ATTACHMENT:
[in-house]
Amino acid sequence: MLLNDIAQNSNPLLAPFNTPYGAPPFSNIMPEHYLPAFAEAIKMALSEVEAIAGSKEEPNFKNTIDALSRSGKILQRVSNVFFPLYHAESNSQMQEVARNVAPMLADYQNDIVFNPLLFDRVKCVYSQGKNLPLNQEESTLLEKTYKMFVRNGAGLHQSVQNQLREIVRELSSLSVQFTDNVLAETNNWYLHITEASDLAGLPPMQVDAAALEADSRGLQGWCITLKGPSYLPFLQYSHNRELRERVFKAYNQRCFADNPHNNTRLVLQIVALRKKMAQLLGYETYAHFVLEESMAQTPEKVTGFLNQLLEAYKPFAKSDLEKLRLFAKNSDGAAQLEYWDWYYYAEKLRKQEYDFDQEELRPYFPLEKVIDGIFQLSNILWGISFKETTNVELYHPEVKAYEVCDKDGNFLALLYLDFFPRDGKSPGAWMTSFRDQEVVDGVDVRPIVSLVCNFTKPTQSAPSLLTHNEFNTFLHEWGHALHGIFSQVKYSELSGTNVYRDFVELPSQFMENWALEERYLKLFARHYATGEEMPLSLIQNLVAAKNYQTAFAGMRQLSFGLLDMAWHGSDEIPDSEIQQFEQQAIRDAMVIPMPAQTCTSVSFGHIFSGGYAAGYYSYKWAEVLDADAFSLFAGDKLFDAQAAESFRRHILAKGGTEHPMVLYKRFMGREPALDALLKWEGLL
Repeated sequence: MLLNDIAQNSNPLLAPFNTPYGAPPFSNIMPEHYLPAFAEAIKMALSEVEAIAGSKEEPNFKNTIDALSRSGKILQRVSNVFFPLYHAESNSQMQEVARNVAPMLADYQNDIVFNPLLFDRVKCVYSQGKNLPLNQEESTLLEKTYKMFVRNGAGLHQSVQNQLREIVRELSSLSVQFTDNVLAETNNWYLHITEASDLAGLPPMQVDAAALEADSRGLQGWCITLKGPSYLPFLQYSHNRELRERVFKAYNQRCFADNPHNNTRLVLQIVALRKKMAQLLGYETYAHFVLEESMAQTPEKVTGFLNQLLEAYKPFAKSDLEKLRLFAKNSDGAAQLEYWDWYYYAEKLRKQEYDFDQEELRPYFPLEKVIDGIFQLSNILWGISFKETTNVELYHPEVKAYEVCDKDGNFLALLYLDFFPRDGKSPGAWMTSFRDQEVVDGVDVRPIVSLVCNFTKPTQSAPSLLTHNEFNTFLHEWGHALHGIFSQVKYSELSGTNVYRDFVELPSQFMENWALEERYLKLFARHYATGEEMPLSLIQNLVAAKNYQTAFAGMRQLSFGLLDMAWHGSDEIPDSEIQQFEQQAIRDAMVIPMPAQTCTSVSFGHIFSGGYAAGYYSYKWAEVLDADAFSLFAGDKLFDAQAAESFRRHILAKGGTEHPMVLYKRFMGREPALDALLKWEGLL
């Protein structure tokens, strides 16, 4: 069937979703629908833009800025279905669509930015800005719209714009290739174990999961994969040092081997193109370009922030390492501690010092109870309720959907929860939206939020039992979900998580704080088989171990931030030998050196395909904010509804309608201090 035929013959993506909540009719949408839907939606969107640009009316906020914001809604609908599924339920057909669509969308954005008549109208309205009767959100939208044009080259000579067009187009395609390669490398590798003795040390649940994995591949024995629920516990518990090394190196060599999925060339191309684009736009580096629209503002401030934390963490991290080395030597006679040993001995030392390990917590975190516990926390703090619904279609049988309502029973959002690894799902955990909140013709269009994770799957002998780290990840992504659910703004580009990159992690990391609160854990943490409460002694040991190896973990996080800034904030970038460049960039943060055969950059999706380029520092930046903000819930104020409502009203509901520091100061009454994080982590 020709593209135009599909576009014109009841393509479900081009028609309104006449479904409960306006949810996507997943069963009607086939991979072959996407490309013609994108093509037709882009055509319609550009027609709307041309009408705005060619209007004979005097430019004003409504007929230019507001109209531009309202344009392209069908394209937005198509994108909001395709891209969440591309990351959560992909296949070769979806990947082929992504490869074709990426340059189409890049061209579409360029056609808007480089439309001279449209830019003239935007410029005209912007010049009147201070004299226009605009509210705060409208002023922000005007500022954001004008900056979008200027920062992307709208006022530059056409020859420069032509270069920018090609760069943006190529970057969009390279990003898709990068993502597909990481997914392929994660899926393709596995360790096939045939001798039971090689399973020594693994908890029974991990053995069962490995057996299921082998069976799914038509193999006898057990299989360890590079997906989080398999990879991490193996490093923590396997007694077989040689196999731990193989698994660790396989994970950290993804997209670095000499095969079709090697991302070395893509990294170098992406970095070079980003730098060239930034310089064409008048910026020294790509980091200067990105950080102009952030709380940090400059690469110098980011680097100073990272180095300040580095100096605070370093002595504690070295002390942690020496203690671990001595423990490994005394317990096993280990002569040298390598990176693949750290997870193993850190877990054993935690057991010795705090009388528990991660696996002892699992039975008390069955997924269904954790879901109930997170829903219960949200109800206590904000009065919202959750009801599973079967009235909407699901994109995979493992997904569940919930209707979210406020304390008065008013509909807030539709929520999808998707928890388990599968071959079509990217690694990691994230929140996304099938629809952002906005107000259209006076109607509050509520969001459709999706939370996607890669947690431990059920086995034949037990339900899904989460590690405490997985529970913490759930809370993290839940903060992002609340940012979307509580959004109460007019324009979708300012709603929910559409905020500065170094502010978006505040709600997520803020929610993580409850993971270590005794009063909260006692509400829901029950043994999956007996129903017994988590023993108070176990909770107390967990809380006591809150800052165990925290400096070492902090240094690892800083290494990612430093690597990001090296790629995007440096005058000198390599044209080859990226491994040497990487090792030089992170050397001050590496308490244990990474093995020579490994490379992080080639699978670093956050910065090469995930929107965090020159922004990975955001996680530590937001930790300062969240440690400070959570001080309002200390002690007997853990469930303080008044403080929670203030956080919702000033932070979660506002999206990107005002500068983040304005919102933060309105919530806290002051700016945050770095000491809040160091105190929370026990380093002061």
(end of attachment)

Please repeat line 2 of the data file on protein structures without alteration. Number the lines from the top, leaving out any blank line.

Amino acid sequence: MLLNDIAQNSNPLLAPFNTPYGAPPFSNIMPEHYLPAFAEAIKMALSEVEAIAGSKEEPNFKNTIDALSRSGKILQRVSNVFFPLYHAESNSQMQEVARNVAPMLADYQNDIVFNPLLFDRVKCVYSQGKNLPLNQEESTLLEKTYKMFVRNGAGLHQSVQNQLREIVRELSSLSVQFTDNVLAETNNWYLHITEASDLAGLPPMQVDAAALEADSRGLQGWCITLKGPSYLPFLQYSHNRELRERVFKAYNQRCFADNPHNNTRLVLQIVALRKKMAQLLGYETYAHFVLEESMAQTPEKVTGFLNQLLEAYKPFAKSDLEKLRLFAKNSDGAAQLEYWDWYYYAEKLRKQEYDFDQEELRPYFPLEKVIDGIFQLSNILWGISFKETTNVELYHPEVKAYEVCDKDGNFLALLYLDFFPRDGKSPGAWMTSFRDQEVVDGVDVRPIVSLVCNFTKPTQSAPSLLTHNEFNTFLHEWGHALHGIFSQVKYSELSGTNVYRDFVELPSQFMENWALEERYLKLFARHYATGEEMPLSLIQNLVAAKNYQTAFAGMRQLSFGLLDMAWHGSDEIPDSEIQQFEQQAIRDAMVIPMPAQTCTSVSFGHIFSGGYAAGYYSYKWAEVLDADAFSLFAGDKLFDAQAAESFRRHILAKGGTEHPMVLYKRFMGREPALDALLKWEGLL